The Greater Job

Before going to bed last night, I know you were probably thinking about the Trinitarian affirmation of Jesus in Mark 1 followed by his temptation in the wilderness. Like you, I have been meditating on this passage for the last four days. Here is a brief thought:

a) The Trinitarian formulation in Mark 1:9-11 serves as an affirmation of the blamelessness of Jesus. As the Father says to the Son: “You are my beloved Son, with you I am well pleased.” In Job 1, God the Father affirms Job as blameless: “…there is none like him on the earth, a blameless and upright man, who fears God and turns away from evil?”

b) After Jesus is affirmed in Mark 1:11, Mark says that He was immediately sent to the wilderness to be tempted by Satan. After Job is affirmed by God, he is also sent to be tempted by Satan.

c) Thus, Christ is the greater Job.

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4 responses to “The Greater Job

  1. See, this is why we brought Uri in here.

    It gives me the freedom to post silly videos and lame parables yet still keep our Gospel Cred.

    al sends

  2. “Trinitarian affirmation” and Christ being the “greater Job” are thoughts just beyond the reach of my little brain, but the pattern laid out in those examples of how God works through the lives of those he loves seems clear to me – He affirms their blamelessness (in our case, by the blood of Jesus), allows them to be tempted, and accomplishes his perfect will in the end. I don’t always handle that middle part well, but am thankful for his grace through the process!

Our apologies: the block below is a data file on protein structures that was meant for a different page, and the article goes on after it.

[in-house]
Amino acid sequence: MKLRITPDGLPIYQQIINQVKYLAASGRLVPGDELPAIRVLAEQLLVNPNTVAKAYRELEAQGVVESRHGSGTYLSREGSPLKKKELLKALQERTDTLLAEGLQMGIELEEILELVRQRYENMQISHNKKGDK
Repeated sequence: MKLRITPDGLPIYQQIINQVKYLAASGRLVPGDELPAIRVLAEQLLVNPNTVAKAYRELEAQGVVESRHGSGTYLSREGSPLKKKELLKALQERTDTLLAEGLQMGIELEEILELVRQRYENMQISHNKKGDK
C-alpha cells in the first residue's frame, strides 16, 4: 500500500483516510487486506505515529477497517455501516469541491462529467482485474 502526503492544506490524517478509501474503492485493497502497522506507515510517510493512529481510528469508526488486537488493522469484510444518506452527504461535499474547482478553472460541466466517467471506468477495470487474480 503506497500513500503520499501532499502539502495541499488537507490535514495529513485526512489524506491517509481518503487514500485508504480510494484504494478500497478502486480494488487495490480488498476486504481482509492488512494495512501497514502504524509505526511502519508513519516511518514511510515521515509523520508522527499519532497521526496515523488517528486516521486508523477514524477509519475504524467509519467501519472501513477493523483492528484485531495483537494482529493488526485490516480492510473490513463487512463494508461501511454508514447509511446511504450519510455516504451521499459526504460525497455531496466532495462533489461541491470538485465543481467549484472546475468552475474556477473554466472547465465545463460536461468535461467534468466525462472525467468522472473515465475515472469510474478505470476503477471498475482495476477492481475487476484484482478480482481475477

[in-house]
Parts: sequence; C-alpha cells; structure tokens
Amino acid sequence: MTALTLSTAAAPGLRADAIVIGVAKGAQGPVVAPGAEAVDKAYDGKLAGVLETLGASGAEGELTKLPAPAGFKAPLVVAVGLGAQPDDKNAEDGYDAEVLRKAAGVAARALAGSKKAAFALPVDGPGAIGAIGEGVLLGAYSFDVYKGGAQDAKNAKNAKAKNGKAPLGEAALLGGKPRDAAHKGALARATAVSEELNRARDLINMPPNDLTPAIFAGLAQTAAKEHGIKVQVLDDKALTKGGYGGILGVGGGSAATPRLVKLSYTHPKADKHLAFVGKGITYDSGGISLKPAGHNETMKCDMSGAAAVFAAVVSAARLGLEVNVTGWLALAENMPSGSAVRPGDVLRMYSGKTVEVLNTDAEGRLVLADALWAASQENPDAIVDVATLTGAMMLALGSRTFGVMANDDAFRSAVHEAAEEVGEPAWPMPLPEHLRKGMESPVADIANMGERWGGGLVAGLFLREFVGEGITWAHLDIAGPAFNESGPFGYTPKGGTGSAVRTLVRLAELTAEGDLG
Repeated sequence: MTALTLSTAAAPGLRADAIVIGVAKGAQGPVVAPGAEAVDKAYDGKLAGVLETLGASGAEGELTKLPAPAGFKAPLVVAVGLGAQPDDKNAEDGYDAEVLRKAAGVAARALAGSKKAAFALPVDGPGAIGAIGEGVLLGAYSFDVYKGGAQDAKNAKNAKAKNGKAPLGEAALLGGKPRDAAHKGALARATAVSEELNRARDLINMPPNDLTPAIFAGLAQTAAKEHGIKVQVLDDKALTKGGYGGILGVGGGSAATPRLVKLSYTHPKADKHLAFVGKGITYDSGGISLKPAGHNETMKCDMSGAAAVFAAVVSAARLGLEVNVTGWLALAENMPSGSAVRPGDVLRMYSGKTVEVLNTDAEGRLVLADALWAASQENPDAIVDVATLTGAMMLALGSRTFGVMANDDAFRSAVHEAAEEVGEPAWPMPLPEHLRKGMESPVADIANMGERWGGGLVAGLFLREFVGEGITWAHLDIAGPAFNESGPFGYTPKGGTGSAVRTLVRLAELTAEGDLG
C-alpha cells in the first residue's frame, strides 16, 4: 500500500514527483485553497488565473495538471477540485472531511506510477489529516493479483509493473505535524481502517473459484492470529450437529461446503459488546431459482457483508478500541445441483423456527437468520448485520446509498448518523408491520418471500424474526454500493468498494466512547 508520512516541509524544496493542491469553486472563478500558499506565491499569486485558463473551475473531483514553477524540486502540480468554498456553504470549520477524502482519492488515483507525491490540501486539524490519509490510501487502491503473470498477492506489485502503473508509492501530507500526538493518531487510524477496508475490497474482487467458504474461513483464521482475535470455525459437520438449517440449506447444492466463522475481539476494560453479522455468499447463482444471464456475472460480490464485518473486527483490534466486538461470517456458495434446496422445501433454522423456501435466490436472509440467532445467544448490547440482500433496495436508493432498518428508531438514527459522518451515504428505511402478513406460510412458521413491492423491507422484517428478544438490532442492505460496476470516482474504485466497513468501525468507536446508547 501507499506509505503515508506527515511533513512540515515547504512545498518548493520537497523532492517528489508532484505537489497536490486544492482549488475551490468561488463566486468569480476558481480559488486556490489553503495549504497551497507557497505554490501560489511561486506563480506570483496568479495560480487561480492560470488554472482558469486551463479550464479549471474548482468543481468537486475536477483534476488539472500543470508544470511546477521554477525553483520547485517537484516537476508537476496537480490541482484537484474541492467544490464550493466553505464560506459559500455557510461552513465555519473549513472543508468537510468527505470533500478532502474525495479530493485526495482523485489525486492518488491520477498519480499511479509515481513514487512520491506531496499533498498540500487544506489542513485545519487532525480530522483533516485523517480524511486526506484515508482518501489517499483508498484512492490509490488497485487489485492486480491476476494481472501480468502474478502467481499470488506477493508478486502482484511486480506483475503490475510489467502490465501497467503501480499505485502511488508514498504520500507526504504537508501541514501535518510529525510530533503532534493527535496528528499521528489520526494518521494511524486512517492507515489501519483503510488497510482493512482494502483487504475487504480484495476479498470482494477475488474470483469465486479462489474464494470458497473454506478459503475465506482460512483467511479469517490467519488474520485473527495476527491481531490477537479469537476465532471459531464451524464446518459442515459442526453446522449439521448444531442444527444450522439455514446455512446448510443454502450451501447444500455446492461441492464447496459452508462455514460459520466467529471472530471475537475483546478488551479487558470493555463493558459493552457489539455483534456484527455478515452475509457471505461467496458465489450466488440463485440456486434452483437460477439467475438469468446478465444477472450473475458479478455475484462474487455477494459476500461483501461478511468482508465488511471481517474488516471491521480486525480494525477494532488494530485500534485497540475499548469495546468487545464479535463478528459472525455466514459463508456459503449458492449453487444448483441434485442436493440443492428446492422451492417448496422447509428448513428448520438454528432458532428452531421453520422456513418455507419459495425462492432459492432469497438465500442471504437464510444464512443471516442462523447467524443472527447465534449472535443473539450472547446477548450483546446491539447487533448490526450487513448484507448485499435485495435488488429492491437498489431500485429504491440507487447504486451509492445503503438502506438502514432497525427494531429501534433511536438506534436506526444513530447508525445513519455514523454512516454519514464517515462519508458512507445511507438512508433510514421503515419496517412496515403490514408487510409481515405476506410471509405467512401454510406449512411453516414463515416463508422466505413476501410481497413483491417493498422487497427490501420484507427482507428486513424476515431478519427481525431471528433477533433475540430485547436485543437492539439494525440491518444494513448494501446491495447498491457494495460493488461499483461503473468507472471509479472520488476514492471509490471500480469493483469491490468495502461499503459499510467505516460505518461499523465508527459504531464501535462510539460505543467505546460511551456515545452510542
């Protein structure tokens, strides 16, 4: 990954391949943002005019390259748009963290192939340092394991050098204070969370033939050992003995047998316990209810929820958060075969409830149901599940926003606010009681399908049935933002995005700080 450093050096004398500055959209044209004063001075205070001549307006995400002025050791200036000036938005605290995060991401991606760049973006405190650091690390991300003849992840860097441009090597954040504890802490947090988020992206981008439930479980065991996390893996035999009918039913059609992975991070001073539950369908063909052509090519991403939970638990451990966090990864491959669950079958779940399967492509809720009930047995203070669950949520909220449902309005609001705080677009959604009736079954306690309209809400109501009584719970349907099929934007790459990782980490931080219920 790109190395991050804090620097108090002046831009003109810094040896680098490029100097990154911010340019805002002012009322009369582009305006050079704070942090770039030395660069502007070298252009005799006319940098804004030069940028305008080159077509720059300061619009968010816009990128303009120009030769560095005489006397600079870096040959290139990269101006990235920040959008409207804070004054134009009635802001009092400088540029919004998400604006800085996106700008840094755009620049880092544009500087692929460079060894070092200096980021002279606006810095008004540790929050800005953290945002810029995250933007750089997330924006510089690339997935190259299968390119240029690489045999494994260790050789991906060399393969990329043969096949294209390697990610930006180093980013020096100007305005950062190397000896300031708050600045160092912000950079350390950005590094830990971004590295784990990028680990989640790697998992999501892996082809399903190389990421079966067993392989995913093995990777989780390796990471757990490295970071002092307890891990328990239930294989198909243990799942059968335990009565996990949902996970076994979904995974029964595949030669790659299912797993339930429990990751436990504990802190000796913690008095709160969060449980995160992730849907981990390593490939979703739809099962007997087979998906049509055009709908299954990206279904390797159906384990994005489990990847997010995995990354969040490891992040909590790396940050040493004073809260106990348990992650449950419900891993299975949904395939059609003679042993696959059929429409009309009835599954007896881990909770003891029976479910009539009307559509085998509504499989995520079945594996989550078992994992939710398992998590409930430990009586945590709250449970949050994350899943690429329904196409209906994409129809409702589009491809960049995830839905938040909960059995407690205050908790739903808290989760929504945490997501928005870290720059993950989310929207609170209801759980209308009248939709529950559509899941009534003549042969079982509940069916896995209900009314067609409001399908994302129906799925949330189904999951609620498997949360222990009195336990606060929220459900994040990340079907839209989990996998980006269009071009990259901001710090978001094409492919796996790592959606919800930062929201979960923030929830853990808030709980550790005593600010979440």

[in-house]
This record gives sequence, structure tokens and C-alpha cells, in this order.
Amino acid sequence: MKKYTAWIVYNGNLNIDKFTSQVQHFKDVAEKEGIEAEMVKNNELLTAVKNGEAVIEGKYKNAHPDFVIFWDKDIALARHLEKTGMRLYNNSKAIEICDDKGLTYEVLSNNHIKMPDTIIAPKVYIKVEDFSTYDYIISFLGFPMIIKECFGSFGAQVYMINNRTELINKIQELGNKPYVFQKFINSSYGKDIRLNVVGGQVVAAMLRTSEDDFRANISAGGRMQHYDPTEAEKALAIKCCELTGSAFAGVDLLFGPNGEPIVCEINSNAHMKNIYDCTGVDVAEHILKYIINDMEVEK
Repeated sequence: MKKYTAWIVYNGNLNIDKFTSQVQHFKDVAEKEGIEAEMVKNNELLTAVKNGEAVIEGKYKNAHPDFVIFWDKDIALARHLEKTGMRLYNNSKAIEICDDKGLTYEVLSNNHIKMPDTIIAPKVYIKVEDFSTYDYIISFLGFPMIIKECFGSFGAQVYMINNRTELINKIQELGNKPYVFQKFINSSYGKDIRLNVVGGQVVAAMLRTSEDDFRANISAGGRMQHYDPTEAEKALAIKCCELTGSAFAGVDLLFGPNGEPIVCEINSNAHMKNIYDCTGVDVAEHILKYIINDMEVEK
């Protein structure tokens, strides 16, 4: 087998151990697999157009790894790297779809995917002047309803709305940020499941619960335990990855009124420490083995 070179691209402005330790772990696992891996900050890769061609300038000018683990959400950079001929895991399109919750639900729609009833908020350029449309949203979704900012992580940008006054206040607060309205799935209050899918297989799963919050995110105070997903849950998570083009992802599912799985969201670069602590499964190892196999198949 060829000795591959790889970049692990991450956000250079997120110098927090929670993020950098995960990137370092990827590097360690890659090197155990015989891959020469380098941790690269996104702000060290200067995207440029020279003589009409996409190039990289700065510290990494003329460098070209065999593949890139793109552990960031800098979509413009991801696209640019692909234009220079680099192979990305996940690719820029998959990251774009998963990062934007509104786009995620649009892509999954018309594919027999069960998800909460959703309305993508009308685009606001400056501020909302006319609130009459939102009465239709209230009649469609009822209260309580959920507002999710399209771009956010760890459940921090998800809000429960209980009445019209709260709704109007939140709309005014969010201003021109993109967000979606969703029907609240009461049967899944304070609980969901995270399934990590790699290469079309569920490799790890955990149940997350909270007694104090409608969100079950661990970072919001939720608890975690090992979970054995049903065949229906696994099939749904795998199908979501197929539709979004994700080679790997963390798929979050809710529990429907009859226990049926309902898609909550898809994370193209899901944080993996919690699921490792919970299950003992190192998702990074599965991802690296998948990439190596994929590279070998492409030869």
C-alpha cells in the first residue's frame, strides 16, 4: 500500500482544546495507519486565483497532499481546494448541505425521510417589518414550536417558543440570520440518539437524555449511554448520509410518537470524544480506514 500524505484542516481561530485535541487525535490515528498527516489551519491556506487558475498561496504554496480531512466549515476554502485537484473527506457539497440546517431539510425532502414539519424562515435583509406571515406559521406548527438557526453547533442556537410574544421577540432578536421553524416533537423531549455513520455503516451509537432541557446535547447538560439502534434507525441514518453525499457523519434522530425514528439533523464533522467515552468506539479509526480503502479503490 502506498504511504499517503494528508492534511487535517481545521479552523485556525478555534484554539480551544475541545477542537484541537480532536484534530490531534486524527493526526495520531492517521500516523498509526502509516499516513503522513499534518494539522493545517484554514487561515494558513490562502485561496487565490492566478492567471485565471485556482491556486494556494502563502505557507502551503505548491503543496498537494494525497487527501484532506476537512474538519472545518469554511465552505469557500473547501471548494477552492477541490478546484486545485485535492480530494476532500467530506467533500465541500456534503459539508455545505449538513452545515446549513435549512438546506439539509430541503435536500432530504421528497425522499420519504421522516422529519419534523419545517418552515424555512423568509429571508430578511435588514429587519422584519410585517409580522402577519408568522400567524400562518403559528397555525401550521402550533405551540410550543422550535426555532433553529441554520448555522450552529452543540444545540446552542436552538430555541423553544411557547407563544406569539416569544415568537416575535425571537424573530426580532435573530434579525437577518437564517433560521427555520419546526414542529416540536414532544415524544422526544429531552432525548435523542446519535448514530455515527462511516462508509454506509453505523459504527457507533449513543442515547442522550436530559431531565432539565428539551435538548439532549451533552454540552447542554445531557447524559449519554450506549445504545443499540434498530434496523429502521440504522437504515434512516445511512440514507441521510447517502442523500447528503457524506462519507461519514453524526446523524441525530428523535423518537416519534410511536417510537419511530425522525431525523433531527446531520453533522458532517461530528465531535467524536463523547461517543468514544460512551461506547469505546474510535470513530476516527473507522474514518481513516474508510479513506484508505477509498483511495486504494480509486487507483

3. A few question this very apt comparison also brings up:

    What does the claim that Job is blameless do for our thoughts on original sin, especially since we marry If Job is the shadow of Christ, what manner of persons are his friends?

    Does part of God’s response to Job’s suffering seem comparable, perhaps, to God’s response to a suffering Christ? Far less judicial than we might like? Broadly speaking, when Job presents God with the problem of his suffering, God responds with, “Have you even seen the ostrich?”

    As Job prefigures Christ, what do we make of all his riches being restored to him in the final moments of the story? This seems iconic of something broader, better that is surely going on in the background, submerged in the story. If the conclusion of Job were meant to be understood very-literally, the questions we’ve had about the story since childhood hold: giving him new children doesn’t do much about the children he lost, does it?

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